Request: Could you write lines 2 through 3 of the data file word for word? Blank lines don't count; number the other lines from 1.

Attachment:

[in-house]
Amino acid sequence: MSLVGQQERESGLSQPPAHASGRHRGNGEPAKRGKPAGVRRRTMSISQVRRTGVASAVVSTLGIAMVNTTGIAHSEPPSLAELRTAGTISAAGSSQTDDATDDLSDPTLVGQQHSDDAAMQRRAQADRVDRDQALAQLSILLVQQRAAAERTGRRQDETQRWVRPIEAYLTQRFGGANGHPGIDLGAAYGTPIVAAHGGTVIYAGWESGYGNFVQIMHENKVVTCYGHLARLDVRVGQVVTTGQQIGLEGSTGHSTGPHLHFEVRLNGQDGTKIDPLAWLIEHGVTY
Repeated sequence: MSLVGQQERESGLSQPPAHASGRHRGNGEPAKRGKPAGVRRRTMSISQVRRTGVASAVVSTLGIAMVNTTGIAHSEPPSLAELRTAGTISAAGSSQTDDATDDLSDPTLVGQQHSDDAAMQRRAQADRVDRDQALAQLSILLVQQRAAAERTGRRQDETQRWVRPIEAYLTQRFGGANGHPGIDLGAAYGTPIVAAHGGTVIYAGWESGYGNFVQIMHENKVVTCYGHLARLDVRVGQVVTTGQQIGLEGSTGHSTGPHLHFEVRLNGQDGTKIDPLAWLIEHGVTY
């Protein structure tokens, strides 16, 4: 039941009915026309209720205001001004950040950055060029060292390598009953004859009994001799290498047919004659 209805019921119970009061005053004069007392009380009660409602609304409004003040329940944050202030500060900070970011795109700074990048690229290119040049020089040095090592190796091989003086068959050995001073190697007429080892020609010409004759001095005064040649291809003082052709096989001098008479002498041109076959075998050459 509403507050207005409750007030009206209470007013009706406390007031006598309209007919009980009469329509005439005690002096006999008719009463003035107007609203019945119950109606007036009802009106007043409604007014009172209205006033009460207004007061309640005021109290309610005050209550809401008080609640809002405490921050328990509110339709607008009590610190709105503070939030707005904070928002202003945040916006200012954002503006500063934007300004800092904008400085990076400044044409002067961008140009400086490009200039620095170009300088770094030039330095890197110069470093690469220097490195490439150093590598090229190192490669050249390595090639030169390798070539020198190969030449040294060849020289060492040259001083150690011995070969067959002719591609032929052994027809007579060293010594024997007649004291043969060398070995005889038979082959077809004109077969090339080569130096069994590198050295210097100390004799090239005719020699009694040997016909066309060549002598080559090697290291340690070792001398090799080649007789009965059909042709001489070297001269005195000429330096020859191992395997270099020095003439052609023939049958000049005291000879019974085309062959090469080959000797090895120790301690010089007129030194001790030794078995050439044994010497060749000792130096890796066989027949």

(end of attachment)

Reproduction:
Amino acid sequence: MSLVGQQERESGLSQPPAHASGRHRGNGEPAKRGKPAGVRRRTMSISQVRRTGVASAVVSTLGIAMVNTTGIAHSEPPSLAELRTAGTISAAGSSQTDDATDDLSDPTLVGQQHSDDAAMQRRAQADRVDRDQALAQLSILLVQQRAAAERTGRRQDETQRWVRPIEAYLTQRFGGANGHPGIDLGAAYGTPIVAAHGGTVIYAGWESGYGNFVQIMHENKVVTCYGHLARLDVRVGQVVTTGQQIGLEGSTGHSTGPHLHFEVRLNGQDGTKIDPLAWLIEHGVTY
Repeated sequence: MSLVGQQERESGLSQPPAHASGRHRGNGEPAKRGKPAGVRRRTMSISQVRRTGVASAVVSTLGIAMVNTTGIAHSEPPSLAELRTAGTISAAGSSQTDDATDDLSDPTLVGQQHSDDAAMQRRAQADRVDRDQALAQLSILLVQQRAAAERTGRRQDETQRWVRPIEAYLTQRFGGANGHPGIDLGAAYGTPIVAAHGGTVIYAGWESGYGNFVQIMHENKVVTCYGHLARLDVRVGQVVTTGQQIGLEGSTGHSTGPHLHFEVRLNGQDGTKIDPLAWLIEHGVTY